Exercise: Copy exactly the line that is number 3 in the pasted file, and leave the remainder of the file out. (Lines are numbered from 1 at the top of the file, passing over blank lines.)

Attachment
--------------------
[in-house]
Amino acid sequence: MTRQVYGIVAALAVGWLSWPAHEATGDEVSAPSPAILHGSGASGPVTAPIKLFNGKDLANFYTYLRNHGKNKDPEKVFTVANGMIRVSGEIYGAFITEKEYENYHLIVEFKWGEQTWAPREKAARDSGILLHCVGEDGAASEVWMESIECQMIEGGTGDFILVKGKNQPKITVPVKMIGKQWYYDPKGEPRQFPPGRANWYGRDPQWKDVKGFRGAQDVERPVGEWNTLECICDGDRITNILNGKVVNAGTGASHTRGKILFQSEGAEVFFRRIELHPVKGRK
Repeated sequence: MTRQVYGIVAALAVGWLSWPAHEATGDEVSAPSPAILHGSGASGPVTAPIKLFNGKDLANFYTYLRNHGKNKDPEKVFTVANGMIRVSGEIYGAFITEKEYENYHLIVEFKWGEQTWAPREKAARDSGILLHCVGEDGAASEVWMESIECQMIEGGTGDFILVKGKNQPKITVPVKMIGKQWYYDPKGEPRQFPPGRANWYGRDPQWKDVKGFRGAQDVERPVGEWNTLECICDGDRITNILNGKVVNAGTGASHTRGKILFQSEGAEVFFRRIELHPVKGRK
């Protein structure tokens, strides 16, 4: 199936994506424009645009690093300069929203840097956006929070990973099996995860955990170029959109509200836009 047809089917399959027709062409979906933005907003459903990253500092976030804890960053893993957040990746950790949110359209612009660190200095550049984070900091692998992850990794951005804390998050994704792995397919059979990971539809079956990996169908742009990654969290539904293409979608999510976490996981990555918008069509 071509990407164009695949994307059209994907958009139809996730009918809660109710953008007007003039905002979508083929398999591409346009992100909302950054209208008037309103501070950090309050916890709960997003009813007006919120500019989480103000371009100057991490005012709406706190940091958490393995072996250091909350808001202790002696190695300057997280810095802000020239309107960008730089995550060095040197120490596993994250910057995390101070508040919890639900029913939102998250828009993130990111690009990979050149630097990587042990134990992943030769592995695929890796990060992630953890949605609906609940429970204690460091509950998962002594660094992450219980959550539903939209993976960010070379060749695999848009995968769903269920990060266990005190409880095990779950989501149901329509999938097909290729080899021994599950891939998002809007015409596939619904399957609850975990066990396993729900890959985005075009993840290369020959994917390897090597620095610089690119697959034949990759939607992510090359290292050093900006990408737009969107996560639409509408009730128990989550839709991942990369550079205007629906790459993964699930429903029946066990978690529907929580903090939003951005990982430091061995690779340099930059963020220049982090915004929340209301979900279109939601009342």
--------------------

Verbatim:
Repeated sequence: MTRQVYGIVAALAVGWLSWPAHEATGDEVSAPSPAILHGSGASGPVTAPIKLFNGKDLANFYTYLRNHGKNKDPEKVFTVANGMIRVSGEIYGAFITEKEYENYHLIVEFKWGEQTWAPREKAARDSGILLHCVGEDGAASEVWMESIECQMIEGGTGDFILVKGKNQPKITVPVKMIGKQWYYDPKGEPRQFPPGRANWYGRDPQWKDVKGFRGAQDVERPVGEWNTLECICDGDRITNILNGKVVNAGTGASHTRGKILFQSEGAEVFFRRIELHPVKGRK